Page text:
The general assembly of 1944 amended this section by adding to it the following proviso: "* * * provided that (1) any person who files a voluntary petition in bankruptcy may set it apart before or on the same day that he files his petition but not thereafter, or (2) any person against whom an involuntary petition in bankruptcy is filed may set it apart at any time before the expiration of the period after his adjudication within which he is required to file his schedules."

Therefore, it is to be observed that, by the terms of Section 34-17 of the Code, the petition here being voluntary, petitioner was required to set apart his homestead "before or on the same day" that he filed his petition. Petitioner failed to set apart his homestead exemption on or before the date of filing his petition, which was March 24th, and did not set it apart until April 13th when he amended his schedule.

Both the Trustee and the Referee have taken the position that petitioner's claim of homestead came too late, as it clearly did under the statute. Petitioner's counsel contends that petitioner's claim of homestead was asserted so soon after the filing of his petition that the court should consider it as having been filed in time, and further, that the 1944 amendment to the statute is unconstitutional. Although petitioner here does not seem to make the contention, it has been suggested also that the 1944 amendment is invalid as being contrary to the Bankruptcy Act and as an attempt to regulate procedure under a federal statute.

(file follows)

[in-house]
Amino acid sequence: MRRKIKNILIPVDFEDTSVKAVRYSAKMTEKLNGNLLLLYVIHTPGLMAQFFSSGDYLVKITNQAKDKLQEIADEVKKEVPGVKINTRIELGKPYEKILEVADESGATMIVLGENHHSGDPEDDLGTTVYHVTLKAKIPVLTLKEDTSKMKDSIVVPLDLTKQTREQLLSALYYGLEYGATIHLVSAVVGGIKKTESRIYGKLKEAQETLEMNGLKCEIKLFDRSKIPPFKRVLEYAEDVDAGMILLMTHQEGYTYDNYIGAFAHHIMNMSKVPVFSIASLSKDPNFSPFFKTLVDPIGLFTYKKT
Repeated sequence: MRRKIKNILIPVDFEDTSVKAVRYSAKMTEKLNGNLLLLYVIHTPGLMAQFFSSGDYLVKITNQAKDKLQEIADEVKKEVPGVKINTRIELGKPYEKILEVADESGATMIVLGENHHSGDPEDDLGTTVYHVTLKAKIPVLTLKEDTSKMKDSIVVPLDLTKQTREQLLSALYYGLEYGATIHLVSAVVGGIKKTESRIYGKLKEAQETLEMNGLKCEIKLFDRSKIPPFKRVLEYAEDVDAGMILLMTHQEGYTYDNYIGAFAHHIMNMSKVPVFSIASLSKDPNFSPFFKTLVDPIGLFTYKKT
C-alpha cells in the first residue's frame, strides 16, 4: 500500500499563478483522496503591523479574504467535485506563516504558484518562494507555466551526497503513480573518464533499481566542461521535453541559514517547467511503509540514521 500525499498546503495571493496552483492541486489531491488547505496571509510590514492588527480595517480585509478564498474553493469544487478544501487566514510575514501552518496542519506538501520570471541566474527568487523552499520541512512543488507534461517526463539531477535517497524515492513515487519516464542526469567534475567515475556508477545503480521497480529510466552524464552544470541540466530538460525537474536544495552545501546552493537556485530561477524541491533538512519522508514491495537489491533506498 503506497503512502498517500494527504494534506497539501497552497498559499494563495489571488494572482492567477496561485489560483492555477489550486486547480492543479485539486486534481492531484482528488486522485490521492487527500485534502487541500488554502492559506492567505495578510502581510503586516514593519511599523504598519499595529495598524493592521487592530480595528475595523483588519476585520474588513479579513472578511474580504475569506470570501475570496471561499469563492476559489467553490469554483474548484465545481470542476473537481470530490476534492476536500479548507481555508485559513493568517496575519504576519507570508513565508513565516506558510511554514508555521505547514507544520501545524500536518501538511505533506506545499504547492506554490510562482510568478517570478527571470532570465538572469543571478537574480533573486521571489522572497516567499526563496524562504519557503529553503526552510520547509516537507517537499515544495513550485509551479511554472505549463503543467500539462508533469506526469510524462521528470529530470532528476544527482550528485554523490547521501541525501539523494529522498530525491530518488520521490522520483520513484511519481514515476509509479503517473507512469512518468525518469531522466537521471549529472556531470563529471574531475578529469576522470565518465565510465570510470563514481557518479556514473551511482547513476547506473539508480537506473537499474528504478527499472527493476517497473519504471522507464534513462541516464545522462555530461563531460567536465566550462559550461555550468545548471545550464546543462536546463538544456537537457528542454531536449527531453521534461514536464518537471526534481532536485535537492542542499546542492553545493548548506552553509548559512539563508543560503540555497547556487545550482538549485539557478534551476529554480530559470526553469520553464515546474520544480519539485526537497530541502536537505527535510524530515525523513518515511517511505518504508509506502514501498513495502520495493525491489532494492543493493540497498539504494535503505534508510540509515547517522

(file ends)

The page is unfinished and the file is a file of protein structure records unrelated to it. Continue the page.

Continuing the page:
As to petitioner's first contention, while it is true that no great interval of *46 time elapsed between the filing of the petition on March 24th and the claim of homestead on April 13th, however, a period of more than two weeks elapsed, and I do not think that this court can treat such an interval of time as de minimis. The statute clearly provides that the claim of homestead must be asserted on or before the date of filing the voluntary petition, which petitioner here failed to do, and I hold that under the terms of the statute his claim of homestead came too late.

So far as I know, this is the first case in which the validity of the 1944 Amendment has come directly before the court for consideration. In the case of In re Davies 96 F. Supp. 416, in this court, opinion by Honorable John Paul, July 19, 1949, the validity of the 1944 Amendment was attacked. However, Judge Paul decided the case on another ground, and in his opinion expressly refrained from passing on the validity of the amendment.

I am of the opinion that the 1944 Amendment is not repugnant to the Constitution of Virginia. Section 190 of the Constitution provides generally for a homestead exemption not exceeding $2,000.00. Section 192 of the Constitution expressly directs the general assembly to "prescribe the manner and the conditions on which a householder or head of a family shall set apart and hold" his homestead exemption, and further provides that: "this section shall not be construed as authorizing the General Assembly to defeat or impair the benefits intended to be conferred by the provisions of this article."